Professor Stacy Cole was hired to teach history at Ohlone in September 1969. This was at the beginning of the second year of classes making him one of the Pioneer Faculty at the college. He helped build the curriculum and programs at the temporary Serra Campus on Washington Boulevard in Fremont and was involved in preparing the college to move to the permanent campus on Mission Boulevard in 1974. During his tenure he rose to the rank of Professor. He retired in May 2001, after 32 years of service. Upon retirement, he was granted Emeritus status.
Stacy made excellence the hallmark of his distinguished career. He was an exceptional orator, an ability he brought to the classroom. He was a master teacher, delivering passionate and well-researched lectures. Stacy lived to teach and his many students reaped the benefit of his knowledge and enthusiasm for history. He had academic interests beyond history and was able to weave many other social science disciplines into his courses.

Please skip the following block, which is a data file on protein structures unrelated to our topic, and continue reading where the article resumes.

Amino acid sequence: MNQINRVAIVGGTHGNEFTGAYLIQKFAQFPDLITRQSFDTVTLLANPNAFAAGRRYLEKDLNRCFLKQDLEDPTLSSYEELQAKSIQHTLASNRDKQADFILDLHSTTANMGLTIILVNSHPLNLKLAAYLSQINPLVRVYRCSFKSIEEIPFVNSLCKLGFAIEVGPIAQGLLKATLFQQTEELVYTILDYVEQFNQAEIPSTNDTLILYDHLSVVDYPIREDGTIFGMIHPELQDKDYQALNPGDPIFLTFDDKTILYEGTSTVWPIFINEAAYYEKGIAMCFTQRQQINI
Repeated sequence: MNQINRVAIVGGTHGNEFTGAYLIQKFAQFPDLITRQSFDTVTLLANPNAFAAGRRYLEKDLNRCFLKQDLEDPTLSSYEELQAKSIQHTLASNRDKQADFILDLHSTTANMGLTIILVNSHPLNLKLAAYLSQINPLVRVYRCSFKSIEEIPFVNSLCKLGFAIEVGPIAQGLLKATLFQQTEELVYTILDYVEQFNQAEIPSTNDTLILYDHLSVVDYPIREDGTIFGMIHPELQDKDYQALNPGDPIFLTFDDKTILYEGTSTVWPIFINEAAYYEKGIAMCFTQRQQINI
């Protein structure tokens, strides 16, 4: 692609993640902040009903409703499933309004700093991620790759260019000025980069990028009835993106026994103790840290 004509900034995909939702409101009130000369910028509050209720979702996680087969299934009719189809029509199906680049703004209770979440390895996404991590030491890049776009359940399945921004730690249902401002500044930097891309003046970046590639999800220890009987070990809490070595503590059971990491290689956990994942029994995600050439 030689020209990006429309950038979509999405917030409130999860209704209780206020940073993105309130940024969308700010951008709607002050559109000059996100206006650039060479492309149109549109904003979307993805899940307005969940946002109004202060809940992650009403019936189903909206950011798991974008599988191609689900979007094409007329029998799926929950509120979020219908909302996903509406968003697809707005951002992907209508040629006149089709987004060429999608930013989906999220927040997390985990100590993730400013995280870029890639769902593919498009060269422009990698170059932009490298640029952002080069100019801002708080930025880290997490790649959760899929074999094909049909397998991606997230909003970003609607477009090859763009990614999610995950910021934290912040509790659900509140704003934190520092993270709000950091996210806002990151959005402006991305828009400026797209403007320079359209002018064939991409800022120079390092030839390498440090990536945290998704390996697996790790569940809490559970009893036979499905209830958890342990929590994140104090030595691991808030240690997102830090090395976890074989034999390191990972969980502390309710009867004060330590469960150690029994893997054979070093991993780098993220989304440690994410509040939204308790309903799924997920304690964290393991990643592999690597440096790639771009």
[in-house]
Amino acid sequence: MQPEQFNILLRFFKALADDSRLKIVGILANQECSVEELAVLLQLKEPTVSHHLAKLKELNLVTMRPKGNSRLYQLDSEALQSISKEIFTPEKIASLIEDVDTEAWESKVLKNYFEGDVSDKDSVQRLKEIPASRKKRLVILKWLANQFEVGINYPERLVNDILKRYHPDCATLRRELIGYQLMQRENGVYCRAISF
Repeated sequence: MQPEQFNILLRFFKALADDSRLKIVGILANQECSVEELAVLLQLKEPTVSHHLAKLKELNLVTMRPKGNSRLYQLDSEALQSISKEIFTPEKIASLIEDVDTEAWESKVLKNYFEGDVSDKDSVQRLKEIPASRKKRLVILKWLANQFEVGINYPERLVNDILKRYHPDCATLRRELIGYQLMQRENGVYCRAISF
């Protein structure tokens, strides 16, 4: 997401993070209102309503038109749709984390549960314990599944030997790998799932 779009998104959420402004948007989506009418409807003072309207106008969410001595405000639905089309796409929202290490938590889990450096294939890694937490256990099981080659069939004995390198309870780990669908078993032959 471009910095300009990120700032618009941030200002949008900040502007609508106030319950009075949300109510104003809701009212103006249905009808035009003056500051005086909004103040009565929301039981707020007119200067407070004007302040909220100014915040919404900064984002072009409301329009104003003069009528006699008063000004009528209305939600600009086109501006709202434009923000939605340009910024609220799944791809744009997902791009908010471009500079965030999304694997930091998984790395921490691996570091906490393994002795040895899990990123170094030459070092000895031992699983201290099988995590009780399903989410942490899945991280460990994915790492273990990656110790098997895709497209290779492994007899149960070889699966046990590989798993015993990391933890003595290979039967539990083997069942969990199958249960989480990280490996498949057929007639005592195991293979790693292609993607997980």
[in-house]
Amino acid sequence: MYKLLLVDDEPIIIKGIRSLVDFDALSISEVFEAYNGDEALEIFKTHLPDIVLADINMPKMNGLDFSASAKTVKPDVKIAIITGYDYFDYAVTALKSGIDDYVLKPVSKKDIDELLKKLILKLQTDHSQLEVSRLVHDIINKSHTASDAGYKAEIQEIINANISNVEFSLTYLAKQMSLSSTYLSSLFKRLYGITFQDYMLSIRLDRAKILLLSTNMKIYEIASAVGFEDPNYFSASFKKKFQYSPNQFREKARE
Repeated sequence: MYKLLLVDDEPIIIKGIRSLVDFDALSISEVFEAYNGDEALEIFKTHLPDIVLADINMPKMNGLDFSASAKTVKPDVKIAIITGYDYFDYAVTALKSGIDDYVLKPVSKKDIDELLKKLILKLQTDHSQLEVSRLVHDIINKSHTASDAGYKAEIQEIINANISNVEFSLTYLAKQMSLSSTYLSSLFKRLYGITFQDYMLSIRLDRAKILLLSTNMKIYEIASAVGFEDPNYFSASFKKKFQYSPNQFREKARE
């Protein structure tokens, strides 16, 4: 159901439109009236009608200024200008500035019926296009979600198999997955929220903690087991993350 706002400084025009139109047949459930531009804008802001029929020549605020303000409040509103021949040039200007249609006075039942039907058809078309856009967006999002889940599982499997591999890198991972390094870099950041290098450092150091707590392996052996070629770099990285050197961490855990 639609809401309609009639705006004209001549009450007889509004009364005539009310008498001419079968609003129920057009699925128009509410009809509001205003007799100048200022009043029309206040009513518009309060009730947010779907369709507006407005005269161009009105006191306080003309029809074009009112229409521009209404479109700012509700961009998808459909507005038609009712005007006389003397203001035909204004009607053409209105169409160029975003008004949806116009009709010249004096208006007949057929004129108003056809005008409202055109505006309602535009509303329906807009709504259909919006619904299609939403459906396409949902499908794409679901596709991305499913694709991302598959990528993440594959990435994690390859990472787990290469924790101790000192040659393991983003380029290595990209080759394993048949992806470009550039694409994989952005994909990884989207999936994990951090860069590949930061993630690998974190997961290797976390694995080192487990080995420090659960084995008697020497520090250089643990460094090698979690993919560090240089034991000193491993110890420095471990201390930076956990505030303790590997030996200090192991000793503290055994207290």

Stacy demonstrated scholarship and professionalism in his numerous assignments in the History and Political Science Department. He served for many years as the elected Chair of his department and distinguished himself as Faculty Senate President. He was a valuable member and chair of a myriad of campus committees. His dedication to a comprehensive curriculum at the college led to his ten-year membership on the Curriculum Committee.
Stacy’s encyclopedic knowledge, philosophical insights and exciting and motivating rhetoric were well-known beyond the college. He was a sought-after speaker for many community organizations. He was known by his peers as the most well-read academician at the college and he was always ready to share his findings with his colleagues. Stacy was always available to his students to counsel and guide them in their academic careers and their lives.
At his retirement party Stacy gave a compelling speech on the value of books. The speech was a summary of sorts of his ongoing ardent and eloquent advocacy of reading as a central academic pursuit. He modeled this pursuit in his own life and constantly instilled it as a value in his students and the college.